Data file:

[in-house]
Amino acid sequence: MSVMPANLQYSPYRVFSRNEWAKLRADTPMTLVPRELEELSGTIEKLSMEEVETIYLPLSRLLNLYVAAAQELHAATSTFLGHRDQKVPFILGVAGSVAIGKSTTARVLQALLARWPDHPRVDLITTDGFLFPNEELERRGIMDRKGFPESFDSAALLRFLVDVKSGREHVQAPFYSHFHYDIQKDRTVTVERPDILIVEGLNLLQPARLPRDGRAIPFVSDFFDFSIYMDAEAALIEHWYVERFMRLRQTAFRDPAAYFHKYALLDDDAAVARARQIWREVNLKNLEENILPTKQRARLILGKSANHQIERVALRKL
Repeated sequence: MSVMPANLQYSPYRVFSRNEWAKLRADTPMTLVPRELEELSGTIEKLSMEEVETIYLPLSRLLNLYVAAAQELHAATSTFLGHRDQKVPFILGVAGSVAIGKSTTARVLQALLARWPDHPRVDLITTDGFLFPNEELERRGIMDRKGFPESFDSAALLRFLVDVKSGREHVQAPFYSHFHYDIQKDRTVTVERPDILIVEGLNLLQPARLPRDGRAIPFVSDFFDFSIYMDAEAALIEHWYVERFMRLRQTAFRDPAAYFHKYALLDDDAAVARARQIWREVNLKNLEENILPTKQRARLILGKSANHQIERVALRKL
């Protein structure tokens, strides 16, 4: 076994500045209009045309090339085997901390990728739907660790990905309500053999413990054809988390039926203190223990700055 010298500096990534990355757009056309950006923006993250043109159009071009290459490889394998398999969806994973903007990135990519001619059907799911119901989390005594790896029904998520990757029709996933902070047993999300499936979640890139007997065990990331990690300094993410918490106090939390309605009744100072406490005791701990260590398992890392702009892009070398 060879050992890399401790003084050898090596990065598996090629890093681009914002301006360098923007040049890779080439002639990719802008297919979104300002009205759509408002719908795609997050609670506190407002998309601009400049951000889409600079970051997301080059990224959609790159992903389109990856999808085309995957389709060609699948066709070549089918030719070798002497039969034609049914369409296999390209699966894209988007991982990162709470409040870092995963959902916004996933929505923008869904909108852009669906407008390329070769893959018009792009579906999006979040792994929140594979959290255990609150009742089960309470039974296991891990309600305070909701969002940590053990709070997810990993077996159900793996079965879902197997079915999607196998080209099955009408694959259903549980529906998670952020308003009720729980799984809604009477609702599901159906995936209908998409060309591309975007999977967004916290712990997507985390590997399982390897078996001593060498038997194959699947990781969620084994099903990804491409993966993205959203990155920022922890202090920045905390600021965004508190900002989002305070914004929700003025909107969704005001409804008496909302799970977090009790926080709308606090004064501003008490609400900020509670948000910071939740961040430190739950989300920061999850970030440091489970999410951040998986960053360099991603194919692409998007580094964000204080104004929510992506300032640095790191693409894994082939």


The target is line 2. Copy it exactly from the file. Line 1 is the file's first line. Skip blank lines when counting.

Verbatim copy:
Amino acid sequence: MSVMPANLQYSPYRVFSRNEWAKLRADTPMTLVPRELEELSGTIEKLSMEEVETIYLPLSRLLNLYVAAAQELHAATSTFLGHRDQKVPFILGVAGSVAIGKSTTARVLQALLARWPDHPRVDLITTDGFLFPNEELERRGIMDRKGFPESFDSAALLRFLVDVKSGREHVQAPFYSHFHYDIQKDRTVTVERPDILIVEGLNLLQPARLPRDGRAIPFVSDFFDFSIYMDAEAALIEHWYVERFMRLRQTAFRDPAAYFHKYALLDDDAAVARARQIWREVNLKNLEENILPTKQRARLILGKSANHQIERVALRKL